Photograph of Lucas Katsikas at Santoori.
Lucas Katsikas, born in 1893 in the village of Pentayiou in Roumeli, learned to play violin as a young man in Greece. After emigrating to the United States, he sojourned with a small band of Greek musicians, entertaining the laborers who worked laying railroads, commonly known as "section hands," building the U.S. railroads in the West. The workers were mostly Balkan immigrants such as Bulgarians, Serbs, Albanians, Macedonians and Greeks which enabled the small Greek band of musicians to delight the workers with music familiar to them from their mother country.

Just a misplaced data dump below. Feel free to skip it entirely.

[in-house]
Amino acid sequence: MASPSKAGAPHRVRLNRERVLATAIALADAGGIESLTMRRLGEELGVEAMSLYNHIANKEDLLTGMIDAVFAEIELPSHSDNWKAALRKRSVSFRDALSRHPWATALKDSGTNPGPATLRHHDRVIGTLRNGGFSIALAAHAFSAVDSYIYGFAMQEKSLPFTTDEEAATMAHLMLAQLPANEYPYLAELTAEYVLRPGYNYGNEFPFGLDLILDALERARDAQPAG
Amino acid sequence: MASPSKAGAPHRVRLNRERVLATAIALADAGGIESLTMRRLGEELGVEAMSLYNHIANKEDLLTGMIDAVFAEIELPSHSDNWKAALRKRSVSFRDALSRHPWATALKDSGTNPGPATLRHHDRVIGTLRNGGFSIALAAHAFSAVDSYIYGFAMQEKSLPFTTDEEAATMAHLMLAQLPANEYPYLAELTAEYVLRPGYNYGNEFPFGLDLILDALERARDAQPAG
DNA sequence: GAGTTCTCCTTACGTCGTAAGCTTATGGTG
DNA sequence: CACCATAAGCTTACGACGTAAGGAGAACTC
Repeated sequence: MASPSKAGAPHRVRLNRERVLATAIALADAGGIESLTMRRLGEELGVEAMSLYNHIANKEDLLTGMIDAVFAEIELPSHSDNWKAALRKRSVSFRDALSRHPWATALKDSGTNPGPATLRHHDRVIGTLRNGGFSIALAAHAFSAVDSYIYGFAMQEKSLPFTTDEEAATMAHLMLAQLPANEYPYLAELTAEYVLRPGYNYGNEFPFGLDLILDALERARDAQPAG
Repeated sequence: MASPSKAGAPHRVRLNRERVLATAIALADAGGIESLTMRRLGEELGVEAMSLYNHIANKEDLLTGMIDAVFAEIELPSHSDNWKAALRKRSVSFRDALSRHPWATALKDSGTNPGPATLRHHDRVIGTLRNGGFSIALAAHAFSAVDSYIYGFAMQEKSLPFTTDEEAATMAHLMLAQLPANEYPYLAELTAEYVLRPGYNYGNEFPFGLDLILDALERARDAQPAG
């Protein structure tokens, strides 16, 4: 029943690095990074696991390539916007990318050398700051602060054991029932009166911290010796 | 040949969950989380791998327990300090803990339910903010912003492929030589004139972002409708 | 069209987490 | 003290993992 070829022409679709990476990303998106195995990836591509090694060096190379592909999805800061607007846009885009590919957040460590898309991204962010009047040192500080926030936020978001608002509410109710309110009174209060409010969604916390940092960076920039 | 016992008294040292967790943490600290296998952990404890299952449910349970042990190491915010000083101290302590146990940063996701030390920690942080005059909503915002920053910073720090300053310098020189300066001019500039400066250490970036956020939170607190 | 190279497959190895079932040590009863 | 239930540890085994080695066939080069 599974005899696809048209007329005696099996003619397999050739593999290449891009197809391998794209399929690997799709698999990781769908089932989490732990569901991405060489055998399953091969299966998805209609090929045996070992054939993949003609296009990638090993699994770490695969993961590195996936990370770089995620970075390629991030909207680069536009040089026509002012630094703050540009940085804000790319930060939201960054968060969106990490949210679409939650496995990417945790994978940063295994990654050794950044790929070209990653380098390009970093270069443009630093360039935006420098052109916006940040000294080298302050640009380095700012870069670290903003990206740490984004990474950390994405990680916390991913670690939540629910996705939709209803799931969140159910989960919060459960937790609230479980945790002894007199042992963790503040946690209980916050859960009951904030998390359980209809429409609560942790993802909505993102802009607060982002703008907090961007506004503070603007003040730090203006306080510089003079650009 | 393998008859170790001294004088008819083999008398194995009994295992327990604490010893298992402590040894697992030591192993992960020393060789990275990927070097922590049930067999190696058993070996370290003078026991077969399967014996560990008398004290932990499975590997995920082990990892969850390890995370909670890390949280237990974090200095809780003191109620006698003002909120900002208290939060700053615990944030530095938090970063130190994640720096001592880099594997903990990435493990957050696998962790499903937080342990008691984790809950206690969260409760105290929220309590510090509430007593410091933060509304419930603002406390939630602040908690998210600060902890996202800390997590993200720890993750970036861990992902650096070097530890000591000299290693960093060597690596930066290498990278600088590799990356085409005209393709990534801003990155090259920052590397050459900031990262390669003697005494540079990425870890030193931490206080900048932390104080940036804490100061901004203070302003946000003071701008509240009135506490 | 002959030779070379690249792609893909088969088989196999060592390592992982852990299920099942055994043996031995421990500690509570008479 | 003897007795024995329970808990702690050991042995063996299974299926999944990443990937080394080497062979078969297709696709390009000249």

Lucas Katsikas spent two early years playing Greek and Oriental music in a San Francisco Greek coffee house, as place frequented by Charlie Chaplin and Tom Mix.
Upon returning to Chicago, he married Tassia Magemeneas, who bore him four sons. During this period he played Greek folk music at weekend parties such as weddings, baptisms, ethnic village dances and picnics.
He was versatile and learned to play and teach 30 musical instruments. At tjat to,e tjere were ,amy Greek violinists in Chicago. Out of necessity, when he had a booking and needed a santouri for specific music, he learned to play the santouri; when he needed a drum he learned to play the drums; when he needed a saxophone, learned to play the saxaphone!
He also taught his three oldest sons to play santouri, drums and saxophone while they were still children.
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